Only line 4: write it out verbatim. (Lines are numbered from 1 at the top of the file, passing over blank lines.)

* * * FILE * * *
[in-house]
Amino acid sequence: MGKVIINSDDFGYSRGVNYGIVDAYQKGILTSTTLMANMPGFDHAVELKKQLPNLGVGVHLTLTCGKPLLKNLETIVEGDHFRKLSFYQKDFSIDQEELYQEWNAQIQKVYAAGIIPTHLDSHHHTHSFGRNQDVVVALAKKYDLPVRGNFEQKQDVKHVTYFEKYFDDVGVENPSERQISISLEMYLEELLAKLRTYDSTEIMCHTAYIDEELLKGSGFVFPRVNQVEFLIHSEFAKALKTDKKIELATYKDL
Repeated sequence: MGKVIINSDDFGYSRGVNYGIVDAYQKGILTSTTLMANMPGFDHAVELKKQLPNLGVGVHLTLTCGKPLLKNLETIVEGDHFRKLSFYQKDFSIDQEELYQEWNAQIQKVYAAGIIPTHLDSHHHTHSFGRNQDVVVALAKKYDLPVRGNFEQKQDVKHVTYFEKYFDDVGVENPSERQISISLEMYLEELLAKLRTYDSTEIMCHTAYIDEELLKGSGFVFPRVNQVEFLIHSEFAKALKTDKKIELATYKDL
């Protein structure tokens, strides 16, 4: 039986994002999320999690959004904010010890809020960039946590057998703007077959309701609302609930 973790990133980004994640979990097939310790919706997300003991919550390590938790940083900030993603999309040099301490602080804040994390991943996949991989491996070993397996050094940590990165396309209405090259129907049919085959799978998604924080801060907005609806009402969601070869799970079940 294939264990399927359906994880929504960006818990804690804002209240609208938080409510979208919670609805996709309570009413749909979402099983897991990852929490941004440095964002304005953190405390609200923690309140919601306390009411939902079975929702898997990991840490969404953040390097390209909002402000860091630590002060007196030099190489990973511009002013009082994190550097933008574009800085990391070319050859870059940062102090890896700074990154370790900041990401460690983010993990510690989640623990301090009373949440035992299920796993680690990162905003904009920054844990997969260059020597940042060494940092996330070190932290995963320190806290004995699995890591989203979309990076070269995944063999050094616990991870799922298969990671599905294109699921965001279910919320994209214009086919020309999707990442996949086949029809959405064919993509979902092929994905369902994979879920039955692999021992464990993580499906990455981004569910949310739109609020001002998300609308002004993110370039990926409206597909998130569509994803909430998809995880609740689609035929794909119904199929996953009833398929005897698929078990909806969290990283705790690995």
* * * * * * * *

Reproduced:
């Protein structure tokens, strides 16, 4: 039986994002999320999690959004904010010890809020960039946590057998703007077959309701609302609930 973790990133980004994640979990097939310790919706997300003991919550390590938790940083900030993603999309040099301490602080804040994390991943996949991989491996070993397996050094940590990165396309209405090259129907049919085959799978998604924080801060907005609806009402969601070869799970079940 294939264990399927359906994880929504960006818990804690804002209240609208938080409510979208919670609805996709309570009413749909979402099983897991990852929490941004440095964002304005953190405390609200923690309140919601306390009411939902079975929702898997990991840490969404953040390097390209909002402000860091630590002060007196030099190489990973511009002013009082994190550097933008574009800085990391070319050859870059940062102090890896700074990154370790900041990401460690983010993990510690989640623990301090009373949440035992299920796993680690990162905003904009920054844990997969260059020597940042060494940092996330070190932290995963320190806290004995699995890591989203979309990076070269995944063999050094616990991870799922298969990671599905294109699921965001279910919320994209214009086919020309999707990442996949086949029809959405064919993509979902092929994905369902994979879920039955692999021992464990993580499906990455981004569910949310739109609020001002998300609308002004993110370039990926409206597909998130569509994803909430998809995880609740689609035929794909119904199929996953009833398929005897698929078990909806969290990283705790690995």